English slumps during Years 9 and 10 can really impact a student's performance when they get in Year 12. Read this post and learn how to stay on top of English so you don't need to play catch up later.
“It’s just Year 10. It doesn’t really matter, I mean, these marks don’t even count towards anything. I’ll do the hard work in Year 12.” – A student who’ll need to organise overcoming an English slump in Years 9 and 10
Ever heard that? Ever said it yourself? Ever thought it, just once, just one little time, and then allowed it to take over your soul? You wouldn’t be the first. Students in both Years 9 and 10 find themselves in an English Slump. Or a Maths Slump. Or a Human Society and Its Environment Slump. At the start of Year 10 you simply cannot see how it is possible to survive the next few years of English without going crazy from School Enforced Torture (commonly referred to as “study”), and so you fall into A Slump.
AN ENGLISH SLUMP IS LIKE LISTENING TO YOUR MUM TALK ABOUT HER TRIP TO THE GROCERY STORE.
See what we did there? We used figurative language. “Identify the imagery in the text, using an example.” Odds are that you’ve been instructed to do this, or something just like this, before. It is even more likely that you will be told again, and again, and again. You may get bored of hearing it (you probably already are). You may even begin to resent it because, like the texts you are studying, you believe that it will never apply to you outside of school. This, ladies and gentlemen, is “English Slump”. It is when you can’t be bothered to do your best, or when you’re not getting the marks you want, or when you think English is boring/pointless/cruel and unusual, and you just don’t care.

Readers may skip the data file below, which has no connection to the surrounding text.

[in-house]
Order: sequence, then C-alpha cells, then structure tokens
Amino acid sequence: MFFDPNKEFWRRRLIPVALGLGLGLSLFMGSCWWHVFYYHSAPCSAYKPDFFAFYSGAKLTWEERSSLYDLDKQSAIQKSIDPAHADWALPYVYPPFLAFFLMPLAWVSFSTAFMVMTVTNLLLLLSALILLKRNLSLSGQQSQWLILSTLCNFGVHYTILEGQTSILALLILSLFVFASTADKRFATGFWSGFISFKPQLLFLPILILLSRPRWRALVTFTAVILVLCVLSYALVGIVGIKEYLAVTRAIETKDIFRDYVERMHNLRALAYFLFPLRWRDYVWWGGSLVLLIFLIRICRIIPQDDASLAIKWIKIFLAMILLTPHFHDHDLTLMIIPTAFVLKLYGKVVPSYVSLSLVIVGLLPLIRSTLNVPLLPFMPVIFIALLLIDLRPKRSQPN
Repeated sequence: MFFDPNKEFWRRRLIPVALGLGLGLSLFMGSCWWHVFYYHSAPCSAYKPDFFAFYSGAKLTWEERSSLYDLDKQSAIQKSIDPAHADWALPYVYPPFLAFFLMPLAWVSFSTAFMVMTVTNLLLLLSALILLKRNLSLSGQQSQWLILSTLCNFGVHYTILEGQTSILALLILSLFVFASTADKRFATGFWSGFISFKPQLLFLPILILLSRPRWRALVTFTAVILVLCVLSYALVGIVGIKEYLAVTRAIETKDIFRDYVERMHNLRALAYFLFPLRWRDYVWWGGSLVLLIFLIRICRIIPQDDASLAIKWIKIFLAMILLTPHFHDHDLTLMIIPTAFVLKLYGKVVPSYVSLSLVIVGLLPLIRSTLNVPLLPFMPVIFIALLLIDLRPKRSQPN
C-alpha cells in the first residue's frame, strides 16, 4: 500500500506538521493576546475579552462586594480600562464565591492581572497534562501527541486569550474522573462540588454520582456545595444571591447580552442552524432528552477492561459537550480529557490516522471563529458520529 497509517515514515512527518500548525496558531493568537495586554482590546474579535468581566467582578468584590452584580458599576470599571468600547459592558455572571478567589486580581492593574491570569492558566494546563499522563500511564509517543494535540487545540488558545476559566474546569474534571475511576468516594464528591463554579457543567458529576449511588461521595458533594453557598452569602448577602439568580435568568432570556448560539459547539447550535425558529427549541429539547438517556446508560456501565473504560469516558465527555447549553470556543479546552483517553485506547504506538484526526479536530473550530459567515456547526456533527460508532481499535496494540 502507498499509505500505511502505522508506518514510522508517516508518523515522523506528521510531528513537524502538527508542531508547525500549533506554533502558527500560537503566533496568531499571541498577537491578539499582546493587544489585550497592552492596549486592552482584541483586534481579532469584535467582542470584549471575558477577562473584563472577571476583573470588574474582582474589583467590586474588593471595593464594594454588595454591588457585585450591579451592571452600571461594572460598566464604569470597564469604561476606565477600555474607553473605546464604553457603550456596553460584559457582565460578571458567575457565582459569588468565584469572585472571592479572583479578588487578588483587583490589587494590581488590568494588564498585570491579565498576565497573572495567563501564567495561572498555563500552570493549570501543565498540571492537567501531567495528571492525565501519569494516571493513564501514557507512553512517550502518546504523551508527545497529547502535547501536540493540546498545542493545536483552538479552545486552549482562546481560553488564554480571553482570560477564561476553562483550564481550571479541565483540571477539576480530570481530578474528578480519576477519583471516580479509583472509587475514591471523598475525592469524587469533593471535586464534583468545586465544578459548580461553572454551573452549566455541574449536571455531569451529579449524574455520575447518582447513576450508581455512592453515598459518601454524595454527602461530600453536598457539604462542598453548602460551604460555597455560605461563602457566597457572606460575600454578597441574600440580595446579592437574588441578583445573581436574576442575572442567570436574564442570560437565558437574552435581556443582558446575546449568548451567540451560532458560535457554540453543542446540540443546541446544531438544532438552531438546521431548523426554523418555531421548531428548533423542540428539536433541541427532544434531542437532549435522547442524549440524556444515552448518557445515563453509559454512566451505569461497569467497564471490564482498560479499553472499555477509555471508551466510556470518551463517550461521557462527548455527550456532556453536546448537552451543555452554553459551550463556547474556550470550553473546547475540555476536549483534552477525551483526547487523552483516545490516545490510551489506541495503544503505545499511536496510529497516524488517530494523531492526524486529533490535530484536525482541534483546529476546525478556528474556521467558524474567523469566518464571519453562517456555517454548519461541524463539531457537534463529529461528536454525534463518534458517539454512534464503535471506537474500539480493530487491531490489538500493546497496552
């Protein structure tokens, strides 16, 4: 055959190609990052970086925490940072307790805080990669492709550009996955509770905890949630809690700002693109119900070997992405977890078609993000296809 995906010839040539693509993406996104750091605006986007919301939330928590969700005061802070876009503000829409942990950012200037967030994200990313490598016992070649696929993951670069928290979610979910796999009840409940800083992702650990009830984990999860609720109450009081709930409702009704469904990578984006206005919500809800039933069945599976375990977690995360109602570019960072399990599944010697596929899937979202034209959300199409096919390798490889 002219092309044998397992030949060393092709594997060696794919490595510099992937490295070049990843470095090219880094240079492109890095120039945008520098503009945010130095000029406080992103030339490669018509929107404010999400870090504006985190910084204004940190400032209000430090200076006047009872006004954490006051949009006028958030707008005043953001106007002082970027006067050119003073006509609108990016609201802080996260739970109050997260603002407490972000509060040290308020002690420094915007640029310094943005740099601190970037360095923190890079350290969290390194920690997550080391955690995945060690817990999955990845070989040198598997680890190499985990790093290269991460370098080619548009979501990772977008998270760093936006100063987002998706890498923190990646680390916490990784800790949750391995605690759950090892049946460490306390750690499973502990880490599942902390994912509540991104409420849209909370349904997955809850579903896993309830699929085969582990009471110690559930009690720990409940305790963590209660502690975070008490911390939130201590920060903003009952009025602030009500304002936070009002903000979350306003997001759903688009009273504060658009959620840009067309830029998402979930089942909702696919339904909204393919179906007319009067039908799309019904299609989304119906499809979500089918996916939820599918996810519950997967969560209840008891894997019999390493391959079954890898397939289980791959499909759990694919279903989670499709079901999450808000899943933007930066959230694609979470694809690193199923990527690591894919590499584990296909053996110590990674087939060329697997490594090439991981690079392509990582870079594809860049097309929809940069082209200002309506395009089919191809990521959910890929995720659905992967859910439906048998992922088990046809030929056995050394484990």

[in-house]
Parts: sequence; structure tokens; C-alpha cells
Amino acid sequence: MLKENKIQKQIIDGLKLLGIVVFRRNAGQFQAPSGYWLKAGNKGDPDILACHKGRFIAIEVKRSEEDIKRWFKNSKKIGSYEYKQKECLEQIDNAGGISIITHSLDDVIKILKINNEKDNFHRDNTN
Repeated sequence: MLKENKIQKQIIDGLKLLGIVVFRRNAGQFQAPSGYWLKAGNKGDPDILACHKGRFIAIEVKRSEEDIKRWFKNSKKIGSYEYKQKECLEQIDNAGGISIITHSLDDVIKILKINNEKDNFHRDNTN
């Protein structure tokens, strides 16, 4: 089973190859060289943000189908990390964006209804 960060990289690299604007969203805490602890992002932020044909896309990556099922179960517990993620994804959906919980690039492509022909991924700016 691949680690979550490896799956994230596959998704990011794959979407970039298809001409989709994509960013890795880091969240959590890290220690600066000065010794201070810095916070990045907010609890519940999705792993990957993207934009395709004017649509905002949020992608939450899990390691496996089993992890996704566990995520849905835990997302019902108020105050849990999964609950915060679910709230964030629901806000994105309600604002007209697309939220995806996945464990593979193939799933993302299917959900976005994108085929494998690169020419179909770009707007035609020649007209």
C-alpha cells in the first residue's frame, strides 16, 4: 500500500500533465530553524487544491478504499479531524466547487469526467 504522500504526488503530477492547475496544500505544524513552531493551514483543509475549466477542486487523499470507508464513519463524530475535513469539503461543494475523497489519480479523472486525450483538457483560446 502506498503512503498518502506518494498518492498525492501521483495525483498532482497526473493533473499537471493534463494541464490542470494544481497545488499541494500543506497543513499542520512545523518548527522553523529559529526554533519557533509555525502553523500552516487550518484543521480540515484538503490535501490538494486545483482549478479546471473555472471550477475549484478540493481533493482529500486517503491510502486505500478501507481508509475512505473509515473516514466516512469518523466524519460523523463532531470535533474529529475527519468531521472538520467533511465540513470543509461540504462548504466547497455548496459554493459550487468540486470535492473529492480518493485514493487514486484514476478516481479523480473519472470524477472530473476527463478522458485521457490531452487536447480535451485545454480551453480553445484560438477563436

Once you’re in an English Slump, it can be difficult to get out of. This is not because of anything specifically to do with the subject, but because trying to break any habit is tricky. You need to be motivated.
If you push yourself, here are some of the ways English is designed to benefit you in life:
Self-confidence – Speaking in front of a group of people. Making an argument and believing in your ability to be persuasive.
Clarity and succinctness – Using as few words as possible to convey the most powerful message. The ability to self-correct. There is no occupation that doesn’t require this ability, and no employer who does not value these skills.
Judgement and independent thought – Arriving at final conclusions based on observations and evidence; the ability to identify cause and explain effect.
Active questioning – Asking why something is the way it is, rather than simply accepting it.
Lateral thinking – Working through problems that may have multiple logical solutions.
This is just the beginning. For more motivation, see our 7 Reasons to Study English blog.